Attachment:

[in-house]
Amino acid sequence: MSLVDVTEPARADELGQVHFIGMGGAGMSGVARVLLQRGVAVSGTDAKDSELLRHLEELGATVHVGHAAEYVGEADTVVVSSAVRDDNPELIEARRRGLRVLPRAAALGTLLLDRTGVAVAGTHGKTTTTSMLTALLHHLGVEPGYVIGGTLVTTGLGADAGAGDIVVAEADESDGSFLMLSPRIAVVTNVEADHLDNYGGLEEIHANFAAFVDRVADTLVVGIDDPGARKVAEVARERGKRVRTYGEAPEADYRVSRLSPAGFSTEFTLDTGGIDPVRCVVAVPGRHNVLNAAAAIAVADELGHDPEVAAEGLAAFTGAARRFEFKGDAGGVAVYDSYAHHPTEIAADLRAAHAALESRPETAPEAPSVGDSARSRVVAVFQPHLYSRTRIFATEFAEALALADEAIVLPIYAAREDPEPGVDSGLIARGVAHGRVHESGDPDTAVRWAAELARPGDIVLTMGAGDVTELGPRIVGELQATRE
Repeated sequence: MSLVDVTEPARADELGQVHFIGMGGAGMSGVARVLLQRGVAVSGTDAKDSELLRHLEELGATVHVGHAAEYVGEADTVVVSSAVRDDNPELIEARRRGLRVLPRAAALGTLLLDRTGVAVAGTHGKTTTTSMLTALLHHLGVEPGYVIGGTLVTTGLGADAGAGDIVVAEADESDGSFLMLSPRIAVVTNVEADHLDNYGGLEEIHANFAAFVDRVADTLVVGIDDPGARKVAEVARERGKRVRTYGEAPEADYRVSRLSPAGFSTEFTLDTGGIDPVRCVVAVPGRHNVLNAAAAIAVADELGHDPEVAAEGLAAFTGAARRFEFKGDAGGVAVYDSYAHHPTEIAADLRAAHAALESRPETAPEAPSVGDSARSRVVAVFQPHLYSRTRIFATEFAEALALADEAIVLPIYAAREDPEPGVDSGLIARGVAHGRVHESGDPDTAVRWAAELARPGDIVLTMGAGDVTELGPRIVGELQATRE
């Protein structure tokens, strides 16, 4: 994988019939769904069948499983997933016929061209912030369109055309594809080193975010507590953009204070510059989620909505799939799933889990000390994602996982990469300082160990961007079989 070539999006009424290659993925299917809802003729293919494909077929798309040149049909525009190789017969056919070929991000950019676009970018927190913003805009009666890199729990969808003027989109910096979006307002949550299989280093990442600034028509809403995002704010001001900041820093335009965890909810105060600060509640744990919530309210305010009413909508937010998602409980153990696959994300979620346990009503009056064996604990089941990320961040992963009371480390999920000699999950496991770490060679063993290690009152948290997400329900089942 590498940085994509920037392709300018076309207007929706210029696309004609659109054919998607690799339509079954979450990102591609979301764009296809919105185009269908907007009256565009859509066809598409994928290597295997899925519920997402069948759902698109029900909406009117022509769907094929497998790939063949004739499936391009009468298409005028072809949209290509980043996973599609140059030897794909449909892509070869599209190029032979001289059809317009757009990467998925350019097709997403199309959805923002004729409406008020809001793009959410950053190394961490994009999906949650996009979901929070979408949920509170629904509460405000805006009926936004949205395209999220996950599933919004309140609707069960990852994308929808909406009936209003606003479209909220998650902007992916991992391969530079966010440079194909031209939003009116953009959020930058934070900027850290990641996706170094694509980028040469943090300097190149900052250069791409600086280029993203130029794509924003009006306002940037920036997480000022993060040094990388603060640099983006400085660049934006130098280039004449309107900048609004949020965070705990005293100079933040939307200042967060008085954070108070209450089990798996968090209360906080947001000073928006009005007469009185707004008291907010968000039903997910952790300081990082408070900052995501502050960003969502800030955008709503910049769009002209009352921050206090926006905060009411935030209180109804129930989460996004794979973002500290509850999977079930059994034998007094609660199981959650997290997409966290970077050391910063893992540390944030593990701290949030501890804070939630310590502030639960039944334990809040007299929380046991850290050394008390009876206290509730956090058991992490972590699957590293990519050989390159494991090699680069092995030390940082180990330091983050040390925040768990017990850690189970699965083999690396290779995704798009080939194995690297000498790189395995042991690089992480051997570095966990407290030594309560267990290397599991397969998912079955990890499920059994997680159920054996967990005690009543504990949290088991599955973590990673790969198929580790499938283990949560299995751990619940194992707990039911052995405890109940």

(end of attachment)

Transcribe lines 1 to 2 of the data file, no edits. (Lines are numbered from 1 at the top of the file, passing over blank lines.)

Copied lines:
[in-house]
Amino acid sequence: MSLVDVTEPARADELGQVHFIGMGGAGMSGVARVLLQRGVAVSGTDAKDSELLRHLEELGATVHVGHAAEYVGEADTVVVSSAVRDDNPELIEARRRGLRVLPRAAALGTLLLDRTGVAVAGTHGKTTTTSMLTALLHHLGVEPGYVIGGTLVTTGLGADAGAGDIVVAEADESDGSFLMLSPRIAVVTNVEADHLDNYGGLEEIHANFAAFVDRVADTLVVGIDDPGARKVAEVARERGKRVRTYGEAPEADYRVSRLSPAGFSTEFTLDTGGIDPVRCVVAVPGRHNVLNAAAAIAVADELGHDPEVAAEGLAAFTGAARRFEFKGDAGGVAVYDSYAHHPTEIAADLRAAHAALESRPETAPEAPSVGDSARSRVVAVFQPHLYSRTRIFATEFAEALALADEAIVLPIYAAREDPEPGVDSGLIARGVAHGRVHESGDPDTAVRWAAELARPGDIVLTMGAGDVTELGPRIVGELQATRE